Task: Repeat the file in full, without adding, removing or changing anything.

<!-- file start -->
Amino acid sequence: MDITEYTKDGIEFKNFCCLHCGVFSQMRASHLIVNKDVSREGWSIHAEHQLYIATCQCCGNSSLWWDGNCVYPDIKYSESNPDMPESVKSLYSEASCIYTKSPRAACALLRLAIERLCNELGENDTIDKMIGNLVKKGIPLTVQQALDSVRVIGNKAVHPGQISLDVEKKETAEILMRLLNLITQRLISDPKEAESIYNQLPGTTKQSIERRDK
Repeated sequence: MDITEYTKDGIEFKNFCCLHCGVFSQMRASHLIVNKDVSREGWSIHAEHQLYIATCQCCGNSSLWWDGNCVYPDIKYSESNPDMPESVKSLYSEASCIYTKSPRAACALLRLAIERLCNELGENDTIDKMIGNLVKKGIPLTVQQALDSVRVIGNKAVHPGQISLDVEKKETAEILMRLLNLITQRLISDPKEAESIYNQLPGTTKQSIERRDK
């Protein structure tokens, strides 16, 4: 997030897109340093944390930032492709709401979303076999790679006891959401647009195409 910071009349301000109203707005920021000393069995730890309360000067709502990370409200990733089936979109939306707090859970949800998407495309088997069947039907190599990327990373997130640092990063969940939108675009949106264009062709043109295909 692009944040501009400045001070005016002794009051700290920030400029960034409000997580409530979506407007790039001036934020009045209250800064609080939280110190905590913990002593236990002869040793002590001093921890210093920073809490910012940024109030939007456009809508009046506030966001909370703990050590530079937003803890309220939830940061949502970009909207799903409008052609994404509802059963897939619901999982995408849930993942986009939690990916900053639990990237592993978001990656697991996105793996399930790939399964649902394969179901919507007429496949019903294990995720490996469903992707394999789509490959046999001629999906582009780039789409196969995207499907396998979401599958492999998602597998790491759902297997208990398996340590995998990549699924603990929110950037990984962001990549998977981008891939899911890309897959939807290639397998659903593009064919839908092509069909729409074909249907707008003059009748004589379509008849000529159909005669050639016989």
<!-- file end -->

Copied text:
Amino acid sequence: MDITEYTKDGIEFKNFCCLHCGVFSQMRASHLIVNKDVSREGWSIHAEHQLYIATCQCCGNSSLWWDGNCVYPDIKYSESNPDMPESVKSLYSEASCIYTKSPRAACALLRLAIERLCNELGENDTIDKMIGNLVKKGIPLTVQQALDSVRVIGNKAVHPGQISLDVEKKETAEILMRLLNLITQRLISDPKEAESIYNQLPGTTKQSIERRDK
Repeated sequence: MDITEYTKDGIEFKNFCCLHCGVFSQMRASHLIVNKDVSREGWSIHAEHQLYIATCQCCGNSSLWWDGNCVYPDIKYSESNPDMPESVKSLYSEASCIYTKSPRAACALLRLAIERLCNELGENDTIDKMIGNLVKKGIPLTVQQALDSVRVIGNKAVHPGQISLDVEKKETAEILMRLLNLITQRLISDPKEAESIYNQLPGTTKQSIERRDK
């Protein structure tokens, strides 16, 4: 997030897109340093944390930032492709709401979303076999790679006891959401647009195409 910071009349301000109203707005920021000393069995730890309360000067709502990370409200990733089936979109939306707090859970949800998407495309088997069947039907190599990327990373997130640092990063969940939108675009949106264009062709043109295909 692009944040501009400045001070005016002794009051700290920030400029960034409000997580409530979506407007790039001036934020009045209250800064609080939280110190905590913990002593236990002869040793002590001093921890210093920073809490910012940024109030939007456009809508009046506030966001909370703990050590530079937003803890309220939830940061949502970009909207799903409008052609994404509802059963897939619901999982995408849930993942986009939690990916900053639990990237592993978001990656697991996105793996399930790939399964649902394969179901919507007429496949019903294990995720490996469903992707394999789509490959046999001629999906582009780039789409196969995207499907396998979401599958492999998602597998790491759902297997208990398996340590995998990549699924603990929110950037990984962001990549998977981008891939899911890309897959939807290639397998659903593009064919839908092509069909729409074909249907707008003059009748004589379509008849000529159909005669050639016989």